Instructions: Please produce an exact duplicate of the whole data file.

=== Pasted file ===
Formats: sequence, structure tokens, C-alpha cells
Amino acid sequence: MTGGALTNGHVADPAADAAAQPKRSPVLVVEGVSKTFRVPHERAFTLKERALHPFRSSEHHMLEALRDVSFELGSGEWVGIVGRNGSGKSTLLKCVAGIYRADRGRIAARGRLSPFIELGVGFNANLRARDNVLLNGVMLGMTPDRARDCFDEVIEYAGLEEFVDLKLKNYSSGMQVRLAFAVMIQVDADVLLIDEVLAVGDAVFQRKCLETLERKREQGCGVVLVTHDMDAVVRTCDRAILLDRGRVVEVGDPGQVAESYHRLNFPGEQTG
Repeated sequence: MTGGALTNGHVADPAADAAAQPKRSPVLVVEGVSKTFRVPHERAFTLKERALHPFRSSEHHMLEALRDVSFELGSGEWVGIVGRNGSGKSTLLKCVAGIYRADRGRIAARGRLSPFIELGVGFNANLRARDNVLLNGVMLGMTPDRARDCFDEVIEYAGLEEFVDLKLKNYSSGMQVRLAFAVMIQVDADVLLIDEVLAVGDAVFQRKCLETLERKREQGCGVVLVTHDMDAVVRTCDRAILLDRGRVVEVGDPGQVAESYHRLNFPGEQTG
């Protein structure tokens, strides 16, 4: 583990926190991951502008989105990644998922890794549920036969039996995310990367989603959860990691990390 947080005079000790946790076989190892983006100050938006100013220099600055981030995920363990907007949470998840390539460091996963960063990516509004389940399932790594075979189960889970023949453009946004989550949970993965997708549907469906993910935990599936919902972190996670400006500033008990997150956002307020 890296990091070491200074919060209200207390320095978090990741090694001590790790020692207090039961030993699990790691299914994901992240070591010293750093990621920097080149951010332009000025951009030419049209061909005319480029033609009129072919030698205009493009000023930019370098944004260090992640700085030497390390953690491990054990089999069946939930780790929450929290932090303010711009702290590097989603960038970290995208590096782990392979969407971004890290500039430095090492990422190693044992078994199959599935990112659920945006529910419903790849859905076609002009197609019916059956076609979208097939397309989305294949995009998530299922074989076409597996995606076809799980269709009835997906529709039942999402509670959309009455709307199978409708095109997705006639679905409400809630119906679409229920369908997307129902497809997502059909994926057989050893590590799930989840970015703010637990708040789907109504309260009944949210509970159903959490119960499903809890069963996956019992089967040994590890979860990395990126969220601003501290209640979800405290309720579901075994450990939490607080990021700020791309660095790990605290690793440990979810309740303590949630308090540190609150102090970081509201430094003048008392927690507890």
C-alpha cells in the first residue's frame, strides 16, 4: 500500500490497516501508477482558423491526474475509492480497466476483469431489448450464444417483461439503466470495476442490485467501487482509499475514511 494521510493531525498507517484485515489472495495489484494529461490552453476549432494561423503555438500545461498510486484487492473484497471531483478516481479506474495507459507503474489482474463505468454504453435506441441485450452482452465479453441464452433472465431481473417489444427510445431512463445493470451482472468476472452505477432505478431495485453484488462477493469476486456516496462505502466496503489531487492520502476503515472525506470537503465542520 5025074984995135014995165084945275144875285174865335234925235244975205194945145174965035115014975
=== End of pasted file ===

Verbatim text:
Formats: sequence, structure tokens, C-alpha cells
Amino acid sequence: MTGGALTNGHVADPAADAAAQPKRSPVLVVEGVSKTFRVPHERAFTLKERALHPFRSSEHHMLEALRDVSFELGSGEWVGIVGRNGSGKSTLLKCVAGIYRADRGRIAARGRLSPFIELGVGFNANLRARDNVLLNGVMLGMTPDRARDCFDEVIEYAGLEEFVDLKLKNYSSGMQVRLAFAVMIQVDADVLLIDEVLAVGDAVFQRKCLETLERKREQGCGVVLVTHDMDAVVRTCDRAILLDRGRVVEVGDPGQVAESYHRLNFPGEQTG
Repeated sequence: MTGGALTNGHVADPAADAAAQPKRSPVLVVEGVSKTFRVPHERAFTLKERALHPFRSSEHHMLEALRDVSFELGSGEWVGIVGRNGSGKSTLLKCVAGIYRADRGRIAARGRLSPFIELGVGFNANLRARDNVLLNGVMLGMTPDRARDCFDEVIEYAGLEEFVDLKLKNYSSGMQVRLAFAVMIQVDADVLLIDEVLAVGDAVFQRKCLETLERKREQGCGVVLVTHDMDAVVRTCDRAILLDRGRVVEVGDPGQVAESYHRLNFPGEQTG
């Protein structure tokens, strides 16, 4: 583990926190991951502008989105990644998922890794549920036969039996995310990367989603959860990691990390 947080005079000790946790076989190892983006100050938006100013220099600055981030995920363990907007949470998840390539460091996963960063990516509004389940399932790594075979189960889970023949453009946004989550949970993965997708549907469906993910935990599936919902972190996670400006500033008990997150956002307020 890296990091070491200074919060209200207390320095978090990741090694001590790790020692207090039961030993699990790691299914994901992240070591010293750093990621920097080149951010332009000025951009030419049209061909005319480029033609009129072919030698205009493009000023930019370098944004260090992640700085030497390390953690491990054990089999069946939930780790929450929290932090303010711009702290590097989603960038970290995208590096782990392979969407971004890290500039430095090492990422190693044992078994199959599935990112659920945006529910419903790849859905076609002009197609019916059956076609979208097939397309989305294949995009998530299922074989076409597996995606076809799980269709009835997906529709039942999402509670959309009455709307199978409708095109997705006639679905409400809630119906679409229920369908997307129902497809997502059909994926057989050893590590799930989840970015703010637990708040789907109504309260009944949210509970159903959490119960499903809890069963996956019992089967040994590890979860990395990126969220601003501290209640979800405290309720579901075994450990939490607080990021700020791309660095790990605290690793440990979810309740303590949630308090540190609150102090970081509201430094003048008392927690507890």
C-alpha cells in the first residue's frame, strides 16, 4: 500500500490497516501508477482558423491526474475509492480497466476483469431489448450464444417483461439503466470495476442490485467501487482509499475514511 494521510493531525498507517484485515489472495495489484494529461490552453476549432494561423503555438500545461498510486484487492473484497471531483478516481479506474495507459507503474489482474463505468454504453435506441441485450452482452465479453441464452433472465431481473417489444427510445431512463445493470451482472468476472452505477432505478431495485453484488462477493469476486456516496462505502466496503489531487492520502476503515472525506470537503465542520 5025074984995135014995165084945275144875285174865335234925235244975205194945145174965035115014975